Souvenirs provide touchstones for memoriesWritten by Roger Holliday Claudia Fischer | | email@example.com
We’re never averse to borrowing a bon mot or two wherever we find it, especially when it comes from British friend (and TFP travel correspondent) Keith Fletcher.
We were sitting in our living room chatting with him on the phone about a future trans-Atlantic visit and events from our mutual past when he closed with a typical Fletcherian flourish:
“Yes, even nostalgia isn’t what it used to be!”
Well, we’re not so sure of that, because looking around a room loaded with tchotchkes captured during a lifetime of travel, we realized how every item we’ve ever collected, while of negligible monetary value, still manages to trigger instant nostalgia for a particular place, a special person, a great adventure and, as such, is priceless.
To us, at least.
Like two black and red graffitied fragments of the Berlin Wall and a couple of tiny model Trabant cars — one in blue ceramic, the other in pea green metal — that will forever transport us back to an epic East German journey in the winter of 1989 and the unexpected hospitality of a Dresden family who welcomed us into their modest home — we were the very first Westerners they had ever seen!
Then there are the pebbles. Several of them, celebrating long-distance walks. Along the River Thames. And across Britain. Plus a more substantial wooden plaque etched with dates, distances, names and some battered boots and bleating sheep.
On another shelf sit pieces of Polish folk art — in leather and glass — from trips to Krakow and Warsaw and the Tatra Mountains. There’s also leaded crystal from the early days of the Czech Republic. A hand-colored quirky cartoon of Prague city spires. A carved wooden loving spoon from a Welsh mining village. And models of a double decker bus and a London taxi mingling with an assortment of coffee mugs and a marble statuette of David picked up at Michelangelo’s house in Florence.
On the fireplace mantel, our parade of bibelots continues, anchored by a large and fanciful drawing of Bergen Harbor, home base for a fleet of freighters that daily ply the rugged Norwegian coast to Kirkenes — 600 miles north of the Arctic Circle.
Our print, discovered in a Bergen art gallery, duplicates one in the stairwell of our favorite freighter, the M/S Narvik (now decommissioned), that we rode up to the Russian border on several occasions.
Alongside is an exquisitely flowered papier-mache plate born in Kashmir but picked up for a song from an artisan’s workshop in northern Sweden … a battered pewter bowl from the Loire Valley … and an Australian vase in brown and yellow Outback hues from Adelaide.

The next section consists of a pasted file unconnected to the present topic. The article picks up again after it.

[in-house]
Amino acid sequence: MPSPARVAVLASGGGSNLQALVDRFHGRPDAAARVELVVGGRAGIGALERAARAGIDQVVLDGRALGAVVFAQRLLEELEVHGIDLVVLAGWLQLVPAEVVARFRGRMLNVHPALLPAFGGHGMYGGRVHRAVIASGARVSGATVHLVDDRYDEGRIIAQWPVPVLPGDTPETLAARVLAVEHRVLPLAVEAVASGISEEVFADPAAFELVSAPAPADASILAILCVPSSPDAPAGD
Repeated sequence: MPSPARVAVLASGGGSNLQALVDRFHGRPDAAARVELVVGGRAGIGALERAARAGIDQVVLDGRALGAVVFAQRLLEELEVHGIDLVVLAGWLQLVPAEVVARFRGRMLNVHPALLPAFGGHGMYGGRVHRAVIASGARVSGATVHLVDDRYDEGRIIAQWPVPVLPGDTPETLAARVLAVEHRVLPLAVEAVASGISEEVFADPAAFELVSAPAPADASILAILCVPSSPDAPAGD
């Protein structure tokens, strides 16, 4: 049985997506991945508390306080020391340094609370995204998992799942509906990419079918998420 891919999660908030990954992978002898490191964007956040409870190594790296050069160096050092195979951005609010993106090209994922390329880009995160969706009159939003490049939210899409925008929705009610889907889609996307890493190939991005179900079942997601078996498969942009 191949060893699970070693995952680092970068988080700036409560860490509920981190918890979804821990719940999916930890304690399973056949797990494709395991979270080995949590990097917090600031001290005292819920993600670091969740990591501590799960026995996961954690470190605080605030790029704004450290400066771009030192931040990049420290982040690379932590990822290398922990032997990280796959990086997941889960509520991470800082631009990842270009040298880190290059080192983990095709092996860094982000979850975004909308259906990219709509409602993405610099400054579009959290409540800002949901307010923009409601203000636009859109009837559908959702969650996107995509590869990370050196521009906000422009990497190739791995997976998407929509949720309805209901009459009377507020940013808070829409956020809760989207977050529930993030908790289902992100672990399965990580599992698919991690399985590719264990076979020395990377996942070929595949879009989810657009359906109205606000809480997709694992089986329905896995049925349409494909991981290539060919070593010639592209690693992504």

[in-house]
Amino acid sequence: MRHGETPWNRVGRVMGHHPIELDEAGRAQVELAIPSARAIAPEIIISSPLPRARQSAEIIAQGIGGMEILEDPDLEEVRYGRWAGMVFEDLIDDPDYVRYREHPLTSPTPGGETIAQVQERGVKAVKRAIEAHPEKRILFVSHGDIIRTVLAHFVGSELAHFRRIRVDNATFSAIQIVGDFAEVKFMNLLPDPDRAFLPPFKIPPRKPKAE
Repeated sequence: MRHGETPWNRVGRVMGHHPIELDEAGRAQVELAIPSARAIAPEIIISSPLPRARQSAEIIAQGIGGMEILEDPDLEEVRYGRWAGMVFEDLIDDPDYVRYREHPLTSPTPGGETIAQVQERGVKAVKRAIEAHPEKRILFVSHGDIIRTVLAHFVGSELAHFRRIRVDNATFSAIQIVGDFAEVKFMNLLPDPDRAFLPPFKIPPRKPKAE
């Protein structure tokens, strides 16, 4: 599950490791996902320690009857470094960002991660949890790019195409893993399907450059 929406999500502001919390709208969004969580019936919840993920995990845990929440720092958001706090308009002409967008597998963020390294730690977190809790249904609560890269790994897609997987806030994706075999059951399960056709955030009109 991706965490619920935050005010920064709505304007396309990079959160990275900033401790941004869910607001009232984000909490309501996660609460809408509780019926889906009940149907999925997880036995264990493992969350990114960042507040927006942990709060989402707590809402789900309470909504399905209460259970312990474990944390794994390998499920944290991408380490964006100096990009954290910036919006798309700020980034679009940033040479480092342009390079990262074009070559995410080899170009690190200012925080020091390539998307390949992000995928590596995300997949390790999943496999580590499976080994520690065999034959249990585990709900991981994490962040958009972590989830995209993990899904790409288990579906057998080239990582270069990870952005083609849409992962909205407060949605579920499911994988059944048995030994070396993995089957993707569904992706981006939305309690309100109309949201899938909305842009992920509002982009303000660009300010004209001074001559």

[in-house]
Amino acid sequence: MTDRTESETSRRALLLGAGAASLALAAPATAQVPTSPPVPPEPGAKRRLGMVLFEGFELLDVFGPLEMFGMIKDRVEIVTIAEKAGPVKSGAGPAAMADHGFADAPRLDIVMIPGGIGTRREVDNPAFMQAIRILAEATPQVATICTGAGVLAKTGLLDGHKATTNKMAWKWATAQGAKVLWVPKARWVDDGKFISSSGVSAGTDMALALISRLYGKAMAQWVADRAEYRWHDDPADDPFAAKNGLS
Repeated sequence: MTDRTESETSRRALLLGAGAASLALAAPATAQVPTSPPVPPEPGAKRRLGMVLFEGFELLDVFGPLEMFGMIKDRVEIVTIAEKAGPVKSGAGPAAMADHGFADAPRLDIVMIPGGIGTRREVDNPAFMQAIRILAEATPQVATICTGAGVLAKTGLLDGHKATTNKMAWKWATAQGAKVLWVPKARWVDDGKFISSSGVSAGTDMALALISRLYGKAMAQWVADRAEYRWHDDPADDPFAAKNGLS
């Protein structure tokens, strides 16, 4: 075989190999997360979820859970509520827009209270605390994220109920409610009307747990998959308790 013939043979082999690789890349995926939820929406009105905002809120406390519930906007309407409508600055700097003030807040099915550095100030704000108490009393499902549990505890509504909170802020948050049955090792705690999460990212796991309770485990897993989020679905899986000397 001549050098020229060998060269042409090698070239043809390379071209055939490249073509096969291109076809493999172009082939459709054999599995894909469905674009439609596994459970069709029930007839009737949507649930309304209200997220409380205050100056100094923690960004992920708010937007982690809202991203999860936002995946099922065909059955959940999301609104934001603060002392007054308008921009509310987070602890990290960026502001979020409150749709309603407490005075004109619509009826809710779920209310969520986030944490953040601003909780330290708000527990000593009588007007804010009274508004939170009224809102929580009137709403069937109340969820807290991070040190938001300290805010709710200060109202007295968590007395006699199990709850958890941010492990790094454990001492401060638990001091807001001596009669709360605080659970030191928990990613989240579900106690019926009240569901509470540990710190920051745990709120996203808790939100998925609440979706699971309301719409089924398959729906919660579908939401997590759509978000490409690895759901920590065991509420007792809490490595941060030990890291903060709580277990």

More Antipodean memories come from stuffed koalas and kangaroos, CDs of Aussie folk music, a Sydney scene that lights up and plays “Waltzing Matilda” on demand and a beautiful and rather expensive print of a lush rain forest Jabiru bought in an art store in Palm Cove, Northern Oz, to celebrate a wedding … or a special birthday … or an anniversary. Can’t quite remember which, but we love it anyway!
One memento stands supreme, however.
It’s a silver-plated horseshoe mounted on a plaque and given to us by a dear departed friend, Robin Porter.
Robin was a mounted policeman attached to the royal household where he looked after Burmese, the queen of England’s favorite horse. Robin rode with the queen in parades and on state visits and when she exercised Burmese in the grounds of Windsor Castle.
Our horseshoe was worn by Burmese during the Trooping of the Colour on June 14, 1986.
Reminding us of other quadrapeds … and of high Swiss mountain meadows … are three real-deal cowbells bought at an Interlaken farm store. The canals and carnivals of Venice come to life in original art from a talented Toledo artist and travel friend, Tom Durnford. While astride a bannister watching all the in-house action sits Fred, an uncharacteristically large, black Beanie bear hailing from the very hotel in Michigan’s U.P. where “Anatomy of a Murder” was filmed 50 years ago.
And so it goes.
Pictures. Mugs. Models. Statuettes. Stuffed animals. Stones. Rocks. And CDs. Knickknacks picked up in a half century of overseas travel, providing us with instant memories and proving our friend all wrong.
Because nostalgia is still alive and well … and living in our house.
We have the stuff to prove it!
E-mail Roger Holliday and Claudia Fischer at firstname.lastname@example.org.